How sad it all is. The appalling silence of good people is absolutely vital to all who would madden and torment. Yet these good people remain generally still, as quiet as they were from 1933 to 1945, content to spend their days impressing the neighbors and preparing their children for prestigious nursery schools.

Yes, of course there are appropriately impassioned reactions to the latest suicide bombings against Israeli civilians; to expanding exterminations in Africa, and even to the accelerating nuclearizations in Iran and North Korea. But the sighs and tears and obligatory exclamations of disbelief are rarely so serious as to interfere with lunch.

How sad, how sad it all is. I write these words as parts of the Arab/Islamic world think excitedly about future wars, some very carefully planned, others still largely unrehearsed. How much treasure, how much science, how much labor and planning, how many centuries have been ransacked to allow this seemingly unstoppable spasm of chemical, biological and nuclear conflict! Frightened by the spectre of personal death and also by the persistently desperate need to belong – how much longer can our fellow humans disguise and project their tortuous private terrors in world politics?

I don’t really know the answers, although I am certainly making some progress in figuring them out. I do know for sure that the universities are essentially unmindful of these important questions, and that they now proceed in their day-to-day business of education with precious little regard for anything that is not marketable, measurable or narrowly profitable. The French philosophers of the 18th-century Age of Reason liked to speak of a siecle des lumieres, a century of light, but most nations in the early 21st century remain mired in the bruising darkness, unaware that we are not here forever, and that we can make ourselves disappear.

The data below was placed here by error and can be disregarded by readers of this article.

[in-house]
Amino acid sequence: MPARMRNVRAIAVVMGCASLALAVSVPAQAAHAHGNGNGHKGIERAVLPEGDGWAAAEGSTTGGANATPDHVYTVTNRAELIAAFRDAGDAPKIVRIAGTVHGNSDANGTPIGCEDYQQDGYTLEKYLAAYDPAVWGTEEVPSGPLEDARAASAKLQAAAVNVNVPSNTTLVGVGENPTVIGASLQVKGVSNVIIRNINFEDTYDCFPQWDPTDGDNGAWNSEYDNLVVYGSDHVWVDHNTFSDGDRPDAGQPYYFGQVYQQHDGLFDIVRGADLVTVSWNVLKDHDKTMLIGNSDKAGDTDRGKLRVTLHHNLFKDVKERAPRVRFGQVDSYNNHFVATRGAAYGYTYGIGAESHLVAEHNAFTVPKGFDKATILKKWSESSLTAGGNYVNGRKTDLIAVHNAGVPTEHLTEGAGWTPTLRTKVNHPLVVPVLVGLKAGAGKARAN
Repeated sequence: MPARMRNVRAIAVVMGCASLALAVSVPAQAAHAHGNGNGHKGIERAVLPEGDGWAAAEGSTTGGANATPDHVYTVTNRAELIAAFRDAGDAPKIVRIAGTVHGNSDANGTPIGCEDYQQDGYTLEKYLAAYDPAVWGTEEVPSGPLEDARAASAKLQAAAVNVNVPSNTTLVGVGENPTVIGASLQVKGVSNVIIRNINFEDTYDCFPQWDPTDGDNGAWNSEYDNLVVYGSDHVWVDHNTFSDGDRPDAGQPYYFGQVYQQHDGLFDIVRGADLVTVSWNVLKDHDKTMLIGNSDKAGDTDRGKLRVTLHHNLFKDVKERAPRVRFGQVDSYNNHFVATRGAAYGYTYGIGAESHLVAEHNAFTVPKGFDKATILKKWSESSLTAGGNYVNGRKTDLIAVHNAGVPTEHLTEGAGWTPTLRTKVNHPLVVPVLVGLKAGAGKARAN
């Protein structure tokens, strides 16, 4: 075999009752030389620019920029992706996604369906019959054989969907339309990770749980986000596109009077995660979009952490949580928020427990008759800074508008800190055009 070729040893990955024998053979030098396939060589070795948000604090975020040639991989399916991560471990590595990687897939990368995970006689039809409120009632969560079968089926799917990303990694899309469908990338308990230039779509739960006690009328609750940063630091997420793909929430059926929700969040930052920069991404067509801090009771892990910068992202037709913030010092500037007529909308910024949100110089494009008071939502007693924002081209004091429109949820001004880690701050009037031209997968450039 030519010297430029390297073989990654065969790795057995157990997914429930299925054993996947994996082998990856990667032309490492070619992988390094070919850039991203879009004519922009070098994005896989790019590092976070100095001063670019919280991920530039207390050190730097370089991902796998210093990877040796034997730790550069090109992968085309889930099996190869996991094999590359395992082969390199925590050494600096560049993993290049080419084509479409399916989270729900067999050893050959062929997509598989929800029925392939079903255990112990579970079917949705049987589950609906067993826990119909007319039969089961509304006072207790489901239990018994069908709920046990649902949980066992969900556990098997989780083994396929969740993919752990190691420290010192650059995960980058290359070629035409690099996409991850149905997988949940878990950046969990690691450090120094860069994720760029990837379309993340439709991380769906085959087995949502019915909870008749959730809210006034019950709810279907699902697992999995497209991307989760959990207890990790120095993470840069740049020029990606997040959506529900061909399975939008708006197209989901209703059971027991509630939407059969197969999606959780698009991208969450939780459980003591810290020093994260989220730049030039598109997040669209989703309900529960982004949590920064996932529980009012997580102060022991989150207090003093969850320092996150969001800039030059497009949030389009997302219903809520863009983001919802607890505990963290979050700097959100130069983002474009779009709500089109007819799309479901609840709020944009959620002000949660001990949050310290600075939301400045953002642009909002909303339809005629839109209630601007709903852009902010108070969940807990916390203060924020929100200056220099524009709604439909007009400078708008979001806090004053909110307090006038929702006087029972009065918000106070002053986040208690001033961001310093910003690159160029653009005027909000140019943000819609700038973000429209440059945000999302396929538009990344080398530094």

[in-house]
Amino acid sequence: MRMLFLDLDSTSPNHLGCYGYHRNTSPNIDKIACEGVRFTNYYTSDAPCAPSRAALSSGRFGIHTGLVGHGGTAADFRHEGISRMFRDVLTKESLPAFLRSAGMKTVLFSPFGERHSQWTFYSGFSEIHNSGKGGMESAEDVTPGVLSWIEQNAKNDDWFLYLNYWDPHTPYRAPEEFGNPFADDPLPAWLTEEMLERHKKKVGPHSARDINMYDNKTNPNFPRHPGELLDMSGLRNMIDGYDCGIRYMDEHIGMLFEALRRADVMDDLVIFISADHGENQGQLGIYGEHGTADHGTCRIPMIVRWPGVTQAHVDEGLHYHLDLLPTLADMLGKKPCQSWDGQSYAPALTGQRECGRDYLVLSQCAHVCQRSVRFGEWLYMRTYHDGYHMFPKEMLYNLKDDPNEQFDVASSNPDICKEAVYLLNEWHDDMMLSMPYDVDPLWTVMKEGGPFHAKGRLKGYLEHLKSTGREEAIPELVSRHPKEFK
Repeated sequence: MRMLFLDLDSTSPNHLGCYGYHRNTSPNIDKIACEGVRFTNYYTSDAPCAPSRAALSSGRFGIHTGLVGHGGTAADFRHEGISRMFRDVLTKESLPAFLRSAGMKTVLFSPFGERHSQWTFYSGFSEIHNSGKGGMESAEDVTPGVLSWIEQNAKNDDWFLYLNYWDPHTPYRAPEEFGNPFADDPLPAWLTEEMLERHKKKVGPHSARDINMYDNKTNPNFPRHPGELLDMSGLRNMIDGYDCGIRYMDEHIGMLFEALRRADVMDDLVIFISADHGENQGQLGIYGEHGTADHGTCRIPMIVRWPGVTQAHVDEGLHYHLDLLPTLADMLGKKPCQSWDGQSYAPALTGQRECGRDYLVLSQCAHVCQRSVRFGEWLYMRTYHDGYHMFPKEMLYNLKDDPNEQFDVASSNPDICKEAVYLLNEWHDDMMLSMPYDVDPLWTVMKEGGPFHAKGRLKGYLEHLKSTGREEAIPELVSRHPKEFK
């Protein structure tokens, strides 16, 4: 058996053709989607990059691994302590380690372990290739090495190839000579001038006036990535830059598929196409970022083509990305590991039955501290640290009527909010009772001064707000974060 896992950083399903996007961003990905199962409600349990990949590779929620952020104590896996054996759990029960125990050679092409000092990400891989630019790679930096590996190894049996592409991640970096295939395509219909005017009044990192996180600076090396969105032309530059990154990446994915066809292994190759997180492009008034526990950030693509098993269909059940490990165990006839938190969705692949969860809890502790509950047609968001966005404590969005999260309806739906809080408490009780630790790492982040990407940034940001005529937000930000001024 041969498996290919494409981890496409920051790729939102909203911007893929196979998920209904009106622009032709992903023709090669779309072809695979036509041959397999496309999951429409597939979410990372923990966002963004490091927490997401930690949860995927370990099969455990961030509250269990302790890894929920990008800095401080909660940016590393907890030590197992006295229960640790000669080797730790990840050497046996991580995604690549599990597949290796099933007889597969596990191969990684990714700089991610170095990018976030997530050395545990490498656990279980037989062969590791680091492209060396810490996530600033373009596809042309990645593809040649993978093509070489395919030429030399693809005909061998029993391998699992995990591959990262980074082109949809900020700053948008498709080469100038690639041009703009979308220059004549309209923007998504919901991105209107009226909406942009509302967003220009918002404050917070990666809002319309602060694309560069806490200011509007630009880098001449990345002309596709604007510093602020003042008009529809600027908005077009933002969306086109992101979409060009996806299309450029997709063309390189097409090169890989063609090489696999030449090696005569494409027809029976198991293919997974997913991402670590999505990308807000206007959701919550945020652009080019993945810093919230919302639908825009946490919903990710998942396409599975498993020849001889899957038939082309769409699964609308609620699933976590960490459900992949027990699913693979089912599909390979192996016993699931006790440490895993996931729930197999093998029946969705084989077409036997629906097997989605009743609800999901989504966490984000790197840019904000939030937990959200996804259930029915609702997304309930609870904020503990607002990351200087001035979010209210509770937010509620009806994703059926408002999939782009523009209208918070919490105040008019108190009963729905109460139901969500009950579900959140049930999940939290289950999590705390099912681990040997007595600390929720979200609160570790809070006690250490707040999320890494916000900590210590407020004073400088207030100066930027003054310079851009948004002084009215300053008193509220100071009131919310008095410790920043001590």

As Jews, we understand that memory is always the beginning of redemption. But how shall humanity recall? Assyria, Babylon, Egypt, Greece, Carthage, Rome – ground to dust and burned into oblivion. Is this our collective human fate? Are we all presently still alive merely to become captives of corrupted knowledge and of an increasingly ominous terminal despair?

Hope remains, as it always must, but it should now sing softly, muted, in an undertone. First we must all learn to understand that the visible Earth is made of ashes, and that ashes have authentic meaning. Through the obscure depths of history, we must now struggle to make out the phantoms of great ships of state, and to learn that the disasters that sent them down were unquestionably of their own making.